Directed by Ridley Scott
Written by Jon Spaihts and Damon Lindelof
Reviewed by 10/10/2012
As it skulks shamelessly onto DVD, Prometheus
looks more and more like the ruination of successful franchise. To quote
Kim Newman, if Star Wars was The Beatles,
Alien was The Rolling Stones. I enjoy the
Star Wars films, the prequels less so. The
Alien films vary in quality, the most recent
being the filmic equivalent of an empty birthday present, but have a greater
cultural significance in terms of how they portray women, their depiction
of the working classes, their politics.
On paper, Alien has its roots in the films
of the time, suspense thrillers like Jaws,
the stalk ‘n’ slash of Halloween.
Look at a little closer, and you will see something different, blue collar
slobs sent to their deaths by an evil corporation (“The Company”,
or Weyland-Yutani as any fanboy will tell you). This theme, the callousness
of the corporate mind is repeated throughout the series. However, it’s
never more apparent as it is here. These are the crew of a freighter on
their way from a long space voyage, the ship itself is called The
Nostromo, one of the series many allusions to the sea-faring novels
of Joseph Conrad. The implication is that the working classes are cannon
fodder for the ruling class.
The Alien itself is an interesting creature, a perfectly adapted, murderous
beast. As the android Ash says “a survivor, unclouded by conscience,
remorse or delusions of morality”. Designed by the Swiss artist
HR Giger it resembles, let’s be blunt about it, a penis on legs.
The “facehugger” which creates it, has what looks to be a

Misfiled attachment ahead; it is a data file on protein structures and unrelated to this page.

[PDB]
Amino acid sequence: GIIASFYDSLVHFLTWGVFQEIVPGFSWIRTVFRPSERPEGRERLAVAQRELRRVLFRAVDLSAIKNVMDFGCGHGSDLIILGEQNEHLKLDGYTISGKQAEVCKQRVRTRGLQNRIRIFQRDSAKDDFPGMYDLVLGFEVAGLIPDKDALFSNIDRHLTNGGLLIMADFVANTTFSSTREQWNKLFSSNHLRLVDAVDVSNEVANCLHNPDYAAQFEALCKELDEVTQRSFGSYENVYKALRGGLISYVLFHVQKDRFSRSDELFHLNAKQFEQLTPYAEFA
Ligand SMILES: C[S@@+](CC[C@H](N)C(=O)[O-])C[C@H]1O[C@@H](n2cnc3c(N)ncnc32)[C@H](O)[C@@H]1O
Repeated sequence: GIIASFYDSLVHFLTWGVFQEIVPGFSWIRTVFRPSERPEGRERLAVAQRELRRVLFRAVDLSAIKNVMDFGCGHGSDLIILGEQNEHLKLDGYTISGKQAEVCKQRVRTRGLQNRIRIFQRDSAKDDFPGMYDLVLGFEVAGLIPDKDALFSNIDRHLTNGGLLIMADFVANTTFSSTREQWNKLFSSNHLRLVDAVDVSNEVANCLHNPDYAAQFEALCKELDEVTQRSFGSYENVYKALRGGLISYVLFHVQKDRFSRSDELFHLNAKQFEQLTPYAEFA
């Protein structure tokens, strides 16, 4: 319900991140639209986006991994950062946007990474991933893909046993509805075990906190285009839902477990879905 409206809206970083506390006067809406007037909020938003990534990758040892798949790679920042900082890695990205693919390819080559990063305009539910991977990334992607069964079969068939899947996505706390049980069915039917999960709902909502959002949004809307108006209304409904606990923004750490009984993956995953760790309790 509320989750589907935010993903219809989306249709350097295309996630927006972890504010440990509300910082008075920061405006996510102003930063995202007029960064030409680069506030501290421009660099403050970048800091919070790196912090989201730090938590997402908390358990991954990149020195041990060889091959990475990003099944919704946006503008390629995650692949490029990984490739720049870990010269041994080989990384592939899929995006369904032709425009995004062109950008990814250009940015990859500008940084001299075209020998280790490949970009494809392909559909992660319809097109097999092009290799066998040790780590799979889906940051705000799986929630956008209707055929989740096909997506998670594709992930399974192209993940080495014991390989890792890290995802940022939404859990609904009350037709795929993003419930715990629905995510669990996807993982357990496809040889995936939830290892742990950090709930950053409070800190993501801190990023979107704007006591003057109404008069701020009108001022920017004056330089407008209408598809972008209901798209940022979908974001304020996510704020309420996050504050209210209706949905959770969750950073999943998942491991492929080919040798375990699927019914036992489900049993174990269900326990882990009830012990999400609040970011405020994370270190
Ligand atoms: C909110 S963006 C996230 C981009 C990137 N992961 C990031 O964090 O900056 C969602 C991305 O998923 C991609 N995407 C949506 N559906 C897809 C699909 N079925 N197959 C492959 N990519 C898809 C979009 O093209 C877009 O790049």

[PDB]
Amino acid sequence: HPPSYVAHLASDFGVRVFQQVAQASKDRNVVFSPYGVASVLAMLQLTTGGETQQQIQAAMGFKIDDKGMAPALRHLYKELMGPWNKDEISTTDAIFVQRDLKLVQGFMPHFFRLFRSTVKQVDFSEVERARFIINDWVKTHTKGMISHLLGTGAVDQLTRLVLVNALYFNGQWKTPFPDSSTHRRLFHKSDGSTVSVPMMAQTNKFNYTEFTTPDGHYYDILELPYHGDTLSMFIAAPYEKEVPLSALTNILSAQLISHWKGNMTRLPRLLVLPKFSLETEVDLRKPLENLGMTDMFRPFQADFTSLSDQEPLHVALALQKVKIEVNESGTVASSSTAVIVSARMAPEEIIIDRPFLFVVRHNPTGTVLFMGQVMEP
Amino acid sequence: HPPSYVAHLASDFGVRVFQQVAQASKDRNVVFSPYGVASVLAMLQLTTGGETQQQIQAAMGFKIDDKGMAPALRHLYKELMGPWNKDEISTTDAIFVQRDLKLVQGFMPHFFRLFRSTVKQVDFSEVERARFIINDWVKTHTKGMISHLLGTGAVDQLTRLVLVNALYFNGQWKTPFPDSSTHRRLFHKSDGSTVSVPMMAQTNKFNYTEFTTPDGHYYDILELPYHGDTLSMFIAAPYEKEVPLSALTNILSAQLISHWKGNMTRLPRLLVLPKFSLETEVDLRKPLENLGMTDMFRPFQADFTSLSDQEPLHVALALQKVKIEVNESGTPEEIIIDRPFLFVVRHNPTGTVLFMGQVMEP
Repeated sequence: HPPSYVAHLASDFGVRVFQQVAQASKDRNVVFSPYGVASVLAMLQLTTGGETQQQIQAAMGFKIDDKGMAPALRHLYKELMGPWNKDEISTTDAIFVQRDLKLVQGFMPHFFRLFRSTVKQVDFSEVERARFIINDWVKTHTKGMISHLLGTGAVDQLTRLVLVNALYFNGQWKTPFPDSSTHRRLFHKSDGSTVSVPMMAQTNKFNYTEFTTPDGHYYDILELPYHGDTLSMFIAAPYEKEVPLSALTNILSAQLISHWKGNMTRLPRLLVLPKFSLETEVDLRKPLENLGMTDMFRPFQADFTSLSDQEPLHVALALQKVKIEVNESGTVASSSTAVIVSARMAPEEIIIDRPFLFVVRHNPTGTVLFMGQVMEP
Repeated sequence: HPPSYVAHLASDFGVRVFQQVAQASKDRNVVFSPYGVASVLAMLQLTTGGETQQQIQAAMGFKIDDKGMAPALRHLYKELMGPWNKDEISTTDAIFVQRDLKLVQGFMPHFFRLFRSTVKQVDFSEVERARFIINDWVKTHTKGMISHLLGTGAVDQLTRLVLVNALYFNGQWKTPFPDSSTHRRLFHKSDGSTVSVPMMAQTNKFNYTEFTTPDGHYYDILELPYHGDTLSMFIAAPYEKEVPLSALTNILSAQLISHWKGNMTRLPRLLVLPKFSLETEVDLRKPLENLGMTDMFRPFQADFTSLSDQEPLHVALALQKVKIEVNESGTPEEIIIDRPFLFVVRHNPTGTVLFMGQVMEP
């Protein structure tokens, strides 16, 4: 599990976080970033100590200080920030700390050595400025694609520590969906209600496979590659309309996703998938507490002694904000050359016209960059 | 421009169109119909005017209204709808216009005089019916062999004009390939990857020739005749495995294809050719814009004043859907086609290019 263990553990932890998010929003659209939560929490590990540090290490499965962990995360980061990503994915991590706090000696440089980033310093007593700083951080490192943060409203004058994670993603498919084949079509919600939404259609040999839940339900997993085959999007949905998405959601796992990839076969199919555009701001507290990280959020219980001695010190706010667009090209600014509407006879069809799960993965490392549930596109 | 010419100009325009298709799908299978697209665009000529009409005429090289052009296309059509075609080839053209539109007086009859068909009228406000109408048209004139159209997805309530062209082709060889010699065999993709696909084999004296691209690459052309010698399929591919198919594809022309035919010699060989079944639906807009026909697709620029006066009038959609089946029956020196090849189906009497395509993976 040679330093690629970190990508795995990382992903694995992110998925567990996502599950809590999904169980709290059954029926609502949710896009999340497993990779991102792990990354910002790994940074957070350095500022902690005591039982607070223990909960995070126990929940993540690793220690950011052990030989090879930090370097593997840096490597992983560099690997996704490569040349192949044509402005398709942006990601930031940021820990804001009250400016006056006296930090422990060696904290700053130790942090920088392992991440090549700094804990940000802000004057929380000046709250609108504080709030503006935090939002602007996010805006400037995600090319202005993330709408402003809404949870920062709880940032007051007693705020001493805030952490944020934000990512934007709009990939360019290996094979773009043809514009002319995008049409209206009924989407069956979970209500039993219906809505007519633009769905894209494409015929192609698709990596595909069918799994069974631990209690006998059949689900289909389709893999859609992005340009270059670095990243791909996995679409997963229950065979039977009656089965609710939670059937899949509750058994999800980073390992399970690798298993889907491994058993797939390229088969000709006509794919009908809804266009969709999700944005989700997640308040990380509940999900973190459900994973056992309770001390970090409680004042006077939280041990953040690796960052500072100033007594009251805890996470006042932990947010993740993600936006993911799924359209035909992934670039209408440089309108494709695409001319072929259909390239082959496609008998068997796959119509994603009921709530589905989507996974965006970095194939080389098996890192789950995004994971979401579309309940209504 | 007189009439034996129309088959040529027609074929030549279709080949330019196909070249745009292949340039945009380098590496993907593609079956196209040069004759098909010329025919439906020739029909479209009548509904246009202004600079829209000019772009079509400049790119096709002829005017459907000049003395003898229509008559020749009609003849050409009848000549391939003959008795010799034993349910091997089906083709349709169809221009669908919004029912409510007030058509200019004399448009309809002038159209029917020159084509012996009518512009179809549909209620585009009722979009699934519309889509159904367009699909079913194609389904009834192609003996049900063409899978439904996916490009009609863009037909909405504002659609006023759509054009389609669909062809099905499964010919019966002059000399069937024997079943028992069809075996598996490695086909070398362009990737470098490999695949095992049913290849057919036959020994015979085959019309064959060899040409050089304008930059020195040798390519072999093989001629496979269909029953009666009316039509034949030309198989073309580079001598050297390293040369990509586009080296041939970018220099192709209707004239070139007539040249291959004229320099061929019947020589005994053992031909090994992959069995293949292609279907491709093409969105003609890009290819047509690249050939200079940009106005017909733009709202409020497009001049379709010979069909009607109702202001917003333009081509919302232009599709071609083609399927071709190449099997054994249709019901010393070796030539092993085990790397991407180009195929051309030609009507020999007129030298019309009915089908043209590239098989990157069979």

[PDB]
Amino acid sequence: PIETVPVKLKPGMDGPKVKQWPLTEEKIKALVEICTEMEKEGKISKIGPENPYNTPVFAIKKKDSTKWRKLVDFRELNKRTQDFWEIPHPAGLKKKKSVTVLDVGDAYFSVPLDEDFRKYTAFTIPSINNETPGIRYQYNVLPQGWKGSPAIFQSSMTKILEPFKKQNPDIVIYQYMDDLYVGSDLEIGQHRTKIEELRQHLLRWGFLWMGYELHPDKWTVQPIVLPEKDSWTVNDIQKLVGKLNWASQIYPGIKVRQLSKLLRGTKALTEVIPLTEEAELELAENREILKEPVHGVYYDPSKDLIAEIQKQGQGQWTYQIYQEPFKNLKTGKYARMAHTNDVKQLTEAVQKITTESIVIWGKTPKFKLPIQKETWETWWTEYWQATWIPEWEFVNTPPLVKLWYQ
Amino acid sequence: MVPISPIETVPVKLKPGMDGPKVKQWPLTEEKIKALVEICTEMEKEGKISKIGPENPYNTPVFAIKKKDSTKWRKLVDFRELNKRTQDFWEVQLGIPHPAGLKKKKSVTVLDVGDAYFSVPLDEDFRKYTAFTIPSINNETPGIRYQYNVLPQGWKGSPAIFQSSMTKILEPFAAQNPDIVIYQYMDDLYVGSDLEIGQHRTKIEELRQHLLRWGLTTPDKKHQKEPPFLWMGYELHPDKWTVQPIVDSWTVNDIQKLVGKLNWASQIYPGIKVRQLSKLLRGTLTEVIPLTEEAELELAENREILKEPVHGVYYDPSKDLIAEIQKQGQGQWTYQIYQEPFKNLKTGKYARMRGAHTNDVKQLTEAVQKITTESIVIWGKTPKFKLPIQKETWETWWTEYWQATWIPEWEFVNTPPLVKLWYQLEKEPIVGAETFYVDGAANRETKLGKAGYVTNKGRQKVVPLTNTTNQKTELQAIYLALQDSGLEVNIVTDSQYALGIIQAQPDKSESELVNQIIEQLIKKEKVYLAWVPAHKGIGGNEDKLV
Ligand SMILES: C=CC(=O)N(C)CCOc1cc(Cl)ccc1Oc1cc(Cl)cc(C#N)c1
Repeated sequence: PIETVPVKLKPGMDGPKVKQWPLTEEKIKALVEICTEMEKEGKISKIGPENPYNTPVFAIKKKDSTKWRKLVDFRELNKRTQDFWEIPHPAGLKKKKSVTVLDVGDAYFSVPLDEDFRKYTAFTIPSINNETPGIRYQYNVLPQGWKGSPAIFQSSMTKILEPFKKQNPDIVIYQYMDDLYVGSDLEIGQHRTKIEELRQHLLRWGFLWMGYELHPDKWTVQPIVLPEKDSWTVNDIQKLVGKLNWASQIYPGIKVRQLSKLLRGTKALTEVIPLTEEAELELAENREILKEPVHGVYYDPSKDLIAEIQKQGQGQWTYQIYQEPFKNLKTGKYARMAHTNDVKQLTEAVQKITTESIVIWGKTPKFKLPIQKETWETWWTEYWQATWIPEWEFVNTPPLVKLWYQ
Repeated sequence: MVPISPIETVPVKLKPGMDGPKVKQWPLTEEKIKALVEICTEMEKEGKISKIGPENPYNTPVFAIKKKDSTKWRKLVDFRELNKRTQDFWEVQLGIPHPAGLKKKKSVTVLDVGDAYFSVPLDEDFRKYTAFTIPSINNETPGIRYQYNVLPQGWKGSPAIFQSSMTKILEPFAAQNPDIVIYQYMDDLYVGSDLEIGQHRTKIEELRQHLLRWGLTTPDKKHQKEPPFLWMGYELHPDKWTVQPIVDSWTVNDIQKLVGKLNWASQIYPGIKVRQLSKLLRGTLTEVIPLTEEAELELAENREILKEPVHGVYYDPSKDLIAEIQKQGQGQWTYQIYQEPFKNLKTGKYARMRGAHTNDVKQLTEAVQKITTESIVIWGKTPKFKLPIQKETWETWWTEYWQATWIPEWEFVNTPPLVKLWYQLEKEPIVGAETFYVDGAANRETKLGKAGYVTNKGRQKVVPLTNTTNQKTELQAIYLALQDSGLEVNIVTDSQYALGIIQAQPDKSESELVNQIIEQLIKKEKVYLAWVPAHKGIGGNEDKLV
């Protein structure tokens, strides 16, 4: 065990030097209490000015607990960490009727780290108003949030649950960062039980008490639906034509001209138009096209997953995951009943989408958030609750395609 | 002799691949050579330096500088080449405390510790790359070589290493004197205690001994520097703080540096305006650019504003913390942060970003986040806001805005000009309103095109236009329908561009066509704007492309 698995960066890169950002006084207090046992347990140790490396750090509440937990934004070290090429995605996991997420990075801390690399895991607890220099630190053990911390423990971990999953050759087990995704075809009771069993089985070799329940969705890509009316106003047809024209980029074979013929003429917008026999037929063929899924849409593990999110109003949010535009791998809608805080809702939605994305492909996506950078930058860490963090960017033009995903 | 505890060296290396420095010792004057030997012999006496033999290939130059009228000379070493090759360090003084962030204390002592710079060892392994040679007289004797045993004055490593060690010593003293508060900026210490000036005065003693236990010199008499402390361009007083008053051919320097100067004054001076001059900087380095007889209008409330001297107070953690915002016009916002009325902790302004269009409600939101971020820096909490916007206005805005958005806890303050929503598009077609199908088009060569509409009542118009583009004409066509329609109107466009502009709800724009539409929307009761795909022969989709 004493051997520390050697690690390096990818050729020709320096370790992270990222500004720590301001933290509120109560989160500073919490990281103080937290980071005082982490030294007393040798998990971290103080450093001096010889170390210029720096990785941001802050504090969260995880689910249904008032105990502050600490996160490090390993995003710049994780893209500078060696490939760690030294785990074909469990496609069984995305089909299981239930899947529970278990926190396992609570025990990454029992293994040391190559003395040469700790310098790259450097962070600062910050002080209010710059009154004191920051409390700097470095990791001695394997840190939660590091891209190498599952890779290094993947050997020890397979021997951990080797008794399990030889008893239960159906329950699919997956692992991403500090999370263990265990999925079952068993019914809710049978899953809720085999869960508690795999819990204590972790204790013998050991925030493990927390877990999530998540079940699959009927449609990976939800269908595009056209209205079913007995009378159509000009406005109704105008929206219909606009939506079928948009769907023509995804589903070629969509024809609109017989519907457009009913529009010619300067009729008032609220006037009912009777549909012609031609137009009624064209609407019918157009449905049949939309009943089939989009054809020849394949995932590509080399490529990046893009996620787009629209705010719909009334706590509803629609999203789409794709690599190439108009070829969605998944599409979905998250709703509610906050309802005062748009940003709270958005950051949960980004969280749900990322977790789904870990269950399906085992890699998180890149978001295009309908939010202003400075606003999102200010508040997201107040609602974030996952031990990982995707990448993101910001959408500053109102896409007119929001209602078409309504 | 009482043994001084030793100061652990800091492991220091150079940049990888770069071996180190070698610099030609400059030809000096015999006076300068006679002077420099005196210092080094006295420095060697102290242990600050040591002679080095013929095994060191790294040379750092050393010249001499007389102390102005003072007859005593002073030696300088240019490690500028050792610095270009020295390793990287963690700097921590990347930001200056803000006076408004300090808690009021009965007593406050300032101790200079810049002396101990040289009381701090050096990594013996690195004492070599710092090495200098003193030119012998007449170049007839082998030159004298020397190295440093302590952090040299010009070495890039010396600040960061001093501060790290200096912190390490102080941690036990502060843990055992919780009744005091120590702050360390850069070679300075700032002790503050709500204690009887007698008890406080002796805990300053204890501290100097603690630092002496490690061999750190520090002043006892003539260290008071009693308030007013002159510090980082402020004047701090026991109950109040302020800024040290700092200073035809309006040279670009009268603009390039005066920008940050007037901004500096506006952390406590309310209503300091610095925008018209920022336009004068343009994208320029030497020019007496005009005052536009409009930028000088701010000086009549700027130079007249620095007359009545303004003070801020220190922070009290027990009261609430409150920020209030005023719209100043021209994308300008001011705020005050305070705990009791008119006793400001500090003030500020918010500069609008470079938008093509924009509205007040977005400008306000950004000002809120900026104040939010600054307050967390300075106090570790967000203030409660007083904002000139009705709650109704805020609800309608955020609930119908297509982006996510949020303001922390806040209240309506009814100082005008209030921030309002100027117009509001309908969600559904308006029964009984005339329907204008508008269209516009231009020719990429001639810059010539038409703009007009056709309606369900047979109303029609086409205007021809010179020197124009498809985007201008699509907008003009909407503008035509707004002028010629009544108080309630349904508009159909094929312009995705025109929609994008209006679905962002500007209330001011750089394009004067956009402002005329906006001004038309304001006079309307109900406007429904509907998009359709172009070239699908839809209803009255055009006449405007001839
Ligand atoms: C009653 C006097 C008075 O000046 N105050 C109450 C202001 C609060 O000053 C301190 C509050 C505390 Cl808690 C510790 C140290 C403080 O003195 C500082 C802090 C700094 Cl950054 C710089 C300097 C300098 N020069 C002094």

vaginal opening. The Alien is born from a living host, in some grotesque
parody of birth. All this is a summation of the Freudian fear of sex and
death. Prometheus continues this sort of Cronenbergian
“body horror”, though not as successfully or as subtlety,
with a parasite transmitted through sex. Alien
is a lurking reminder of the psycho-sexual disgust of sexual contact,
and all that it entails.
Let’s not forget that all the films have a female protagonist,
most notably and classically Sigourney Weaver as Ripley. A woman, yes
but also a Mother, who is born and re-born, literally and metaphorically
throughout the series. Aliens sees her dealing with the death of her daughter,
eight years old when she left Earth half a century ago. She becomes a
surrogate Mother to Newt, and battles another Mother, The Alien Queen.
Two 'women' in biomechanical suits, fighting for the soul of a small girl.
This is some kind of divine cross, as if someone had decided to write
radical feminist manga. Later in the series, Ripley sees The Alien as
tenderly as a past lover, and relishes the strength that the cross of
her own/Alien DNA gives her.
With such rich, intelligent, political themes, it remains a mystery why
Prometheus remains such a huge, clunking,
expensive disappointment. It nods to the myths and legends of the previous
films, but leaves that in favour of character actors getting brutally
murdered. The main reason the film exists seems to be for what is called
'ret-con' (retro-active continuity, explaining events in a later film
by way of a prequel). After two tiresome hours, it conveniently leaves
the airlock open for yet another prequel. Despite underwhelming box-office,
Paradise is slated for release in 2014.
The film’s saving grace is Michael Fassbender as the ship’s
android, David. Although just as duplicitous as previous models, he is
curious of humanity, learning Arabic by watching Laurence of Arabia, both
supportive and inquisitive of the crew. It is an effortless, curious brave
performance from a talented actor, but it doesn’t make up for the
sheer, cack-handed, mess of a film that it is. Prometheus
was unnecessary, a dumb piece of a cinema without a shred of its parents'